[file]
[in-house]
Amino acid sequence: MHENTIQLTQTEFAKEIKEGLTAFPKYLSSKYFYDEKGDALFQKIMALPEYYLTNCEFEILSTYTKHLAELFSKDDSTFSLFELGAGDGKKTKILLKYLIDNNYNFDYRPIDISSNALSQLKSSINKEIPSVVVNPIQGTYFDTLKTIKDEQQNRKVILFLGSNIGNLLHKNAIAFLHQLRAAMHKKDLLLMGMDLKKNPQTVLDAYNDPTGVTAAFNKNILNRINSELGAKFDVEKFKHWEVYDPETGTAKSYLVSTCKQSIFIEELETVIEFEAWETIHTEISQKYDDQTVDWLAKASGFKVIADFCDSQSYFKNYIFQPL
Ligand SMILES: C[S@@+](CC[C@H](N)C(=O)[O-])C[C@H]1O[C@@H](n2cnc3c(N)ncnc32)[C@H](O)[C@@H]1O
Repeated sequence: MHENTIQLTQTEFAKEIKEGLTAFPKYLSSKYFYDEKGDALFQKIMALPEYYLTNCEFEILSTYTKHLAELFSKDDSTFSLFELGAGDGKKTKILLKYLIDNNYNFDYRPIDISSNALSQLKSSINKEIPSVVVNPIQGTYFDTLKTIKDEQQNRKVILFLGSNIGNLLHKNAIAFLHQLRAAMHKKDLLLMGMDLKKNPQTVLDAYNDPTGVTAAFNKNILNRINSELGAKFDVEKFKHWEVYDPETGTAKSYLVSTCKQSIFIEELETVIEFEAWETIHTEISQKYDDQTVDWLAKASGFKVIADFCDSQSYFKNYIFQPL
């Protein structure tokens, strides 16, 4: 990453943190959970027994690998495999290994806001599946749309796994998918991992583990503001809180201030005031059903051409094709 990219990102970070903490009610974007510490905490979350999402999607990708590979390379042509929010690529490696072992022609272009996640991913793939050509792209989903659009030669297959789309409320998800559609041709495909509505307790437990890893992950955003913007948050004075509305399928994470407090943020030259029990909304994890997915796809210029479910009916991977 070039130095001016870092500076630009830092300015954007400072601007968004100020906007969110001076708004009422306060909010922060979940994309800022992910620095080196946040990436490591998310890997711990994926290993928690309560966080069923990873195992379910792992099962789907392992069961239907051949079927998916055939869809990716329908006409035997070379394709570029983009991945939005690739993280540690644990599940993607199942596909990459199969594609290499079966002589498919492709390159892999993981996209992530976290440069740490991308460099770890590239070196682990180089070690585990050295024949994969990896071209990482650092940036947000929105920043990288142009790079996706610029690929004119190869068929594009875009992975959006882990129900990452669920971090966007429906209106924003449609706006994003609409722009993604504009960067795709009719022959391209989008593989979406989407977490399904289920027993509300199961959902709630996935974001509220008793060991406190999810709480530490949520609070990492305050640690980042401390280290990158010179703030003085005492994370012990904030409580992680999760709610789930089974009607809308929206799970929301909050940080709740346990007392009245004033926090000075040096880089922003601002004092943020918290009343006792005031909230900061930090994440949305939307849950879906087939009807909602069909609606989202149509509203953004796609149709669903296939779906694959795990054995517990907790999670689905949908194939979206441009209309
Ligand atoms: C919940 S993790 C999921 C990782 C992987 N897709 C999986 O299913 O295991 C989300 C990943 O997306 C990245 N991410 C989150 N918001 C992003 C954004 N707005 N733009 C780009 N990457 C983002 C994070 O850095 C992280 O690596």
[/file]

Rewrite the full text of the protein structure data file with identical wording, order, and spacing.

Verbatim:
[in-house]
Amino acid sequence: MHENTIQLTQTEFAKEIKEGLTAFPKYLSSKYFYDEKGDALFQKIMALPEYYLTNCEFEILSTYTKHLAELFSKDDSTFSLFELGAGDGKKTKILLKYLIDNNYNFDYRPIDISSNALSQLKSSINKEIPSVVVNPIQGTYFDTLKTIKDEQQNRKVILFLGSNIGNLLHKNAIAFLHQLRAAMHKKDLLLMGMDLKKNPQTVLDAYNDPTGVTAAFNKNILNRINSELGAKFDVEKFKHWEVYDPETGTAKSYLVSTCKQSIFIEELETVIEFEAWETIHTEISQKYDDQTVDWLAKASGFKVIADFCDSQSYFKNYIFQPL
Ligand SMILES: C[S@@+](CC[C@H](N)C(=O)[O-])C[C@H]1O[C@@H](n2cnc3c(N)ncnc32)[C@H](O)[C@@H]1O
Repeated sequence: MHENTIQLTQTEFAKEIKEGLTAFPKYLSSKYFYDEKGDALFQKIMALPEYYLTNCEFEILSTYTKHLAELFSKDDSTFSLFELGAGDGKKTKILLKYLIDNNYNFDYRPIDISSNALSQLKSSINKEIPSVVVNPIQGTYFDTLKTIKDEQQNRKVILFLGSNIGNLLHKNAIAFLHQLRAAMHKKDLLLMGMDLKKNPQTVLDAYNDPTGVTAAFNKNILNRINSELGAKFDVEKFKHWEVYDPETGTAKSYLVSTCKQSIFIEELETVIEFEAWETIHTEISQKYDDQTVDWLAKASGFKVIADFCDSQSYFKNYIFQPL
């Protein structure tokens, strides 16, 4: 990453943190959970027994690998495999290994806001599946749309796994998918991992583990503001809180201030005031059903051409094709 990219990102970070903490009610974007510490905490979350999402999607990708590979390379042509929010690529490696072992022609272009996640991913793939050509792209989903659009030669297959789309409320998800559609041709495909509505307790437990890893992950955003913007948050004075509305399928994470407090943020030259029990909304994890997915796809210029479910009916991977 070039130095001016870092500076630009830092300015954007400072601007968004100020906007969110001076708004009422306060909010922060979940994309800022992910620095080196946040990436490591998310890997711990994926290993928690309560966080069923990873195992379910792992099962789907392992069961239907051949079927998916055939869809990716329908006409035997070379394709570029983009991945939005690739993280540690644990599940993607199942596909990459199969594609290499079966002589498919492709390159892999993981996209992530976290440069740490991308460099770890590239070196682990180089070690585990050295024949994969990896071209990482650092940036947000929105920043990288142009790079996706610029690929004119190869068929594009875009992975959006882990129900990452669920971090966007429906209106924003449609706006994003609409722009993604504009960067795709009719022959391209989008593989979406989407977490399904289920027993509300199961959902709630996935974001509220008793060991406190999810709480530490949520609070990492305050640690980042401390280290990158010179703030003085005492994370012990904030409580992680999760709610789930089974009607809308929206799970929301909050940080709740346990007392009245004033926090000075040096880089922003601002004092943020918290009343006792005031909230900061930090994440949305939307849950879906087939009807909602069909609606989202149509509203953004796609149709669903296939779906694959795990054995517990907790999670689905949908194939979206441009209309
Ligand atoms: C919940 S993790 C999921 C990782 C992987 N897709 C999986 O299913 O295991 C989300 C990943 O997306 C990245 N991410 C989150 N918001 C992003 C954004 N707005 N733009 C780009 N990457 C983002 C994070 O850095 C992280 O690596």